JEL Codes: C65, C72, C73

Keywords: Rational Learning, Repeated Games, Nash Equilibrium

Reference: 731

Individual View

Authors: Jasper van Dijk

Nov 2014

This paper shows that within a regional economy, employment in the nontradable sector benefits from attracting jobs in the tradable sector.  I rework Moretti's study of U.S. cities (AER 2010) and find that one new job in a given city's tradable sector will result into 1.02 new jobs in the nontradable sector in the same city.  I show Moretti overestimated the size of this local multiplier by 0.57, because he made five perfunctory assumptions that had a major impact on his results.  Subsequently I show that Moretti's assertion that skilled tradable jobs have a larger multiplier than unskilled tradable jobs is not supported by the data.  The evidence provided by Moretti was only significant due to an endogeneity effect.

Keywords: Local labour market, multiplier, tradable, nontradable

Reference: 730

Individual View

Authors: Mark Armstrong,John Vickers

Oct 2014

We provide a simple necessary and sufficient condition for when a multiproduct demand system can be generated from a discrete choice model with unit demands.

JEL Codes: D01, D11

Keywords: Discrete choice, unit demand, multiproduct demand functions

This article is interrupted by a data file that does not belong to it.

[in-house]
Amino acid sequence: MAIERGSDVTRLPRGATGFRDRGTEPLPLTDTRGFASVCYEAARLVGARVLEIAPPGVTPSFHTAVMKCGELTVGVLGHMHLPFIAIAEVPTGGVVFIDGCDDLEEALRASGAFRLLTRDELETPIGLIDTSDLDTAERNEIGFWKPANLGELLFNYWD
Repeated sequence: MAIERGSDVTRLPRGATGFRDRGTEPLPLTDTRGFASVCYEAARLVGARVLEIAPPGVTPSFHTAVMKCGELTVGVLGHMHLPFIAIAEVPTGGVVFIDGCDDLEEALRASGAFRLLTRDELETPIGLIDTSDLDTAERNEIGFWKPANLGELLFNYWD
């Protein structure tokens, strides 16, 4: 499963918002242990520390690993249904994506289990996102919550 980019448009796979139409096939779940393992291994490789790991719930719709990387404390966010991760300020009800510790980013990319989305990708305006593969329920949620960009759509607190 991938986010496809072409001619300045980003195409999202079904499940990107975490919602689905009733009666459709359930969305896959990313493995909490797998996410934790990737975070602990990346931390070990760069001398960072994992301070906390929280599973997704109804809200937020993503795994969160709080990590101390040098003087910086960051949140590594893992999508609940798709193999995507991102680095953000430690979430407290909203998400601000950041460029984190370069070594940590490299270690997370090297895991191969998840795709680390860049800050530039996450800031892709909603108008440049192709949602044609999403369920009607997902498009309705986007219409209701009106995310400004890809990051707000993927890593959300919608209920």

Reference: 729

Individual View

Authors: Francesco Zanetti, Haroon Mumtaz

Oct 2014

This paper studies how key labor market stylized facts and the responses of labor market variables to technology shocks vary over the US postwar period.  It uses a benchmark DSGE model enriched with labor market frictions and investment specific technological progress that enables a novel identification scheme based on sign restrictions on a SVAR with time-varying coefficients and stochastic volatility.  Key findings are: i) the volatility in job finding and separation rates has declined over time, while their correlation varies across time; ii) the job finding rate plays an important role for unemployment, and the two series are strongly negatively correlated over the sample period; iii) the magnitude of the response of labor market variables to technology shocks varies across the sample period.